Shanghai Noodles: Travel around China and you’ll find that each city has it’s own spin on a noodle dish. Shanghai is no different; here you’ll find the specialty is fried noodles mixed with various staple vegetables and covered in a soy sauce based sauce mixture.


As the nations most international city, there is always something happening in Shanghai, day or night. Here you’ll find a number of western style nightclubs and bars, which stay open until the early hours and prove popular among the expat crowds. If that isn’t your thing, head to the Yu Gardens at night to enjoy the atmosphere and pretty lights. You shouldn’t miss seeing the Bund at night, when the buildings light up to create a spectacular display. The city is also home to many theatres and stadiums, where famous West End shows are put on and international singers come to perform. If you’re looking for a local performance, head to Shanghai Circus World to see the Shanghai ERA; an incredible acrobatics performance that will have you on the edge of your seat!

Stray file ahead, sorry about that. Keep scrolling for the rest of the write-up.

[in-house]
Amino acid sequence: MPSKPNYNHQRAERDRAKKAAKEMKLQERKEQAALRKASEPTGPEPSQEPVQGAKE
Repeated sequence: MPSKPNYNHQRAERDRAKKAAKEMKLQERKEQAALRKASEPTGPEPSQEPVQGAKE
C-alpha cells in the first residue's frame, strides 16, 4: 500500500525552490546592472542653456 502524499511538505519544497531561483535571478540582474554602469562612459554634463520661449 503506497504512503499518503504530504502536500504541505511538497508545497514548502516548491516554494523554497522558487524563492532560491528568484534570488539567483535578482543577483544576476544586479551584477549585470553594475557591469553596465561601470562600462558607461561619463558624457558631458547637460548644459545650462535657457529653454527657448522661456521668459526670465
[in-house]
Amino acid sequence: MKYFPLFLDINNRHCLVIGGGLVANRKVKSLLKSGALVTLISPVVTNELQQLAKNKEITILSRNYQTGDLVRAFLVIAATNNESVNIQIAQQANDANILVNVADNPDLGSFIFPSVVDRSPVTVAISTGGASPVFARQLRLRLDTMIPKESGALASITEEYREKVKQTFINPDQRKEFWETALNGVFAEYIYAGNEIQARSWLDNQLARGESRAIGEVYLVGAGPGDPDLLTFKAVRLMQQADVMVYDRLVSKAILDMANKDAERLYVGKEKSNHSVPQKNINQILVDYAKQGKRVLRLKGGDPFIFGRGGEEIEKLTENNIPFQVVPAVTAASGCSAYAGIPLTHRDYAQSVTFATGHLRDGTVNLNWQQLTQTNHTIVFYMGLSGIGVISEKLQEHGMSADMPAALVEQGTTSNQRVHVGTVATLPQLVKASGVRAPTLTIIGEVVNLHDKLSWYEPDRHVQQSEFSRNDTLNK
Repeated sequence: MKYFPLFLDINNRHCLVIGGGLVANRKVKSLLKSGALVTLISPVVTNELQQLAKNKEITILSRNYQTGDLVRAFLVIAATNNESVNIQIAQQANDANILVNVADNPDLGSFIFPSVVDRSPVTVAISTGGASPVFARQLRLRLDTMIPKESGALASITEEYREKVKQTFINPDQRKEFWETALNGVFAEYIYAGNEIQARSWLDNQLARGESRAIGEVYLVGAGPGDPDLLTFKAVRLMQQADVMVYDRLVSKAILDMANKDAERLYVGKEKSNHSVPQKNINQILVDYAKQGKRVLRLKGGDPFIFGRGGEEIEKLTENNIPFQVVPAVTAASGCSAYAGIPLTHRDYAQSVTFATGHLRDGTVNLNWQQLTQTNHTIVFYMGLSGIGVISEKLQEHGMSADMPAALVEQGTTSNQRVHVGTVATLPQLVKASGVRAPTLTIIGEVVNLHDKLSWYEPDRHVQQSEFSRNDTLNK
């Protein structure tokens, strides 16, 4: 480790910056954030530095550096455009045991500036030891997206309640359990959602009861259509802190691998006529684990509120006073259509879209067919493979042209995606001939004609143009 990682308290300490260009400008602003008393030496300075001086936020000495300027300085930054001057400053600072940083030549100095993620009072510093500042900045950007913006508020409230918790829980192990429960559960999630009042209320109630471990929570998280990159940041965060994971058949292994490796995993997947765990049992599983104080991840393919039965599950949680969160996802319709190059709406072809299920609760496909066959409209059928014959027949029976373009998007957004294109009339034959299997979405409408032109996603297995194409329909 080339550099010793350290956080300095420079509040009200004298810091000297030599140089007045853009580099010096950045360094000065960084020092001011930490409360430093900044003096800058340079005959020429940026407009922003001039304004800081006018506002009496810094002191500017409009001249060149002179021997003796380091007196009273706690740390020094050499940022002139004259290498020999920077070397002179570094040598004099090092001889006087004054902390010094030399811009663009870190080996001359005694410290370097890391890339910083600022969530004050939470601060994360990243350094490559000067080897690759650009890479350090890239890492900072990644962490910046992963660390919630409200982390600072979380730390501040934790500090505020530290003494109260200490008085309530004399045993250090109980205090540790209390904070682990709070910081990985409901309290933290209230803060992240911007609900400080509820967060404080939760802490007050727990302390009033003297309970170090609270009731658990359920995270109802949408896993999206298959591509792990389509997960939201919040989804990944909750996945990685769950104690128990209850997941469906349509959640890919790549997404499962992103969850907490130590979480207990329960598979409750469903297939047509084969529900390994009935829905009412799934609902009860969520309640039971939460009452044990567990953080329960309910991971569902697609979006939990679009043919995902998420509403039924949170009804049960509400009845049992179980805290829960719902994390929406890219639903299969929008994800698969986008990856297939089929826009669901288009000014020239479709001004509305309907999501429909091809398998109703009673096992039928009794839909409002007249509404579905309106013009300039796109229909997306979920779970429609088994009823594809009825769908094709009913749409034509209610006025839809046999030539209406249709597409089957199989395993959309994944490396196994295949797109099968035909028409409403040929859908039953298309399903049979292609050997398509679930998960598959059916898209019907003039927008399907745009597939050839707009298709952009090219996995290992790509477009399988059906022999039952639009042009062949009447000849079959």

Interested in teaching English in Shanghai? Check out our State School Teaching Programme, or apply now to start your teaching adventure in China’s most international city!